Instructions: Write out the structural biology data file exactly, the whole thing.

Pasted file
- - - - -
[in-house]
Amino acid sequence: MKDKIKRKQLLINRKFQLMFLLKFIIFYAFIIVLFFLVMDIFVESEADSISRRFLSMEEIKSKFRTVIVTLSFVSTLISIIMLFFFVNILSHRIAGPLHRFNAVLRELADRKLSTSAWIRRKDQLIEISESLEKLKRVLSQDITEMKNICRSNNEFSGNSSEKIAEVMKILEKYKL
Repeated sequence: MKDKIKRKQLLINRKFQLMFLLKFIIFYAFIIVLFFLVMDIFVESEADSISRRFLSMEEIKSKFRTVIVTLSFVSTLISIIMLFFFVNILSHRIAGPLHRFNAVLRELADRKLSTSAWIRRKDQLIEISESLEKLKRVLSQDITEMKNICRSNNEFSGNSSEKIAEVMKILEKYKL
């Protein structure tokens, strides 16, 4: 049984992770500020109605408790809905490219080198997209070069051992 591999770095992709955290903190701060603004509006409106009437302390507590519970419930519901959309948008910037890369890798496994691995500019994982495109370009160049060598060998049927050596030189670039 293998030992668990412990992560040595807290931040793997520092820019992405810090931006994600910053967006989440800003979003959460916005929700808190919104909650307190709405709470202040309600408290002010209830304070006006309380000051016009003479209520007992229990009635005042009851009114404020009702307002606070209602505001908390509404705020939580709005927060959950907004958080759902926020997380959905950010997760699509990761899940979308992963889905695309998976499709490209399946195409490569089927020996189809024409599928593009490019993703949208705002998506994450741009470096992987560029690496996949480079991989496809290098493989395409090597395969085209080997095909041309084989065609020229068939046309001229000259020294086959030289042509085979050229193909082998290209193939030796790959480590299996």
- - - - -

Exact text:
[in-house]
Amino acid sequence: MKDKIKRKQLLINRKFQLMFLLKFIIFYAFIIVLFFLVMDIFVESEADSISRRFLSMEEIKSKFRTVIVTLSFVSTLISIIMLFFFVNILSHRIAGPLHRFNAVLRELADRKLSTSAWIRRKDQLIEISESLEKLKRVLSQDITEMKNICRSNNEFSGNSSEKIAEVMKILEKYKL
Repeated sequence: MKDKIKRKQLLINRKFQLMFLLKFIIFYAFIIVLFFLVMDIFVESEADSISRRFLSMEEIKSKFRTVIVTLSFVSTLISIIMLFFFVNILSHRIAGPLHRFNAVLRELADRKLSTSAWIRRKDQLIEISESLEKLKRVLSQDITEMKNICRSNNEFSGNSSEKIAEVMKILEKYKL
């Protein structure tokens, strides 16, 4: 049984992770500020109605408790809905490219080198997209070069051992 591999770095992709955290903190701060603004509006409106009437302390507590519970419930519901959309948008910037890369890798496994691995500019994982495109370009160049060598060998049927050596030189670039 293998030992668990412990992560040595807290931040793997520092820019992405810090931006994600910053967006989440800003979003959460916005929700808190919104909650307190709405709470202040309600408290002010209830304070006006309380000051016009003479209520007992229990009635005042009851009114404020009702307002606070209602505001908390509404705020939580709005927060959950907004958080759902926020997380959905950010997760699509990761899940979308992963889905695309998976499709490209399946195409490569089927020996189809024409599928593009490019993703949208705002998506994450741009470096992987560029690496996949480079991989496809290098493989395409090597395969085209080997095909041309084989065609020229068939046309001229000259020294086959030289042509085979050229193909082998290209193939030796790959480590299996």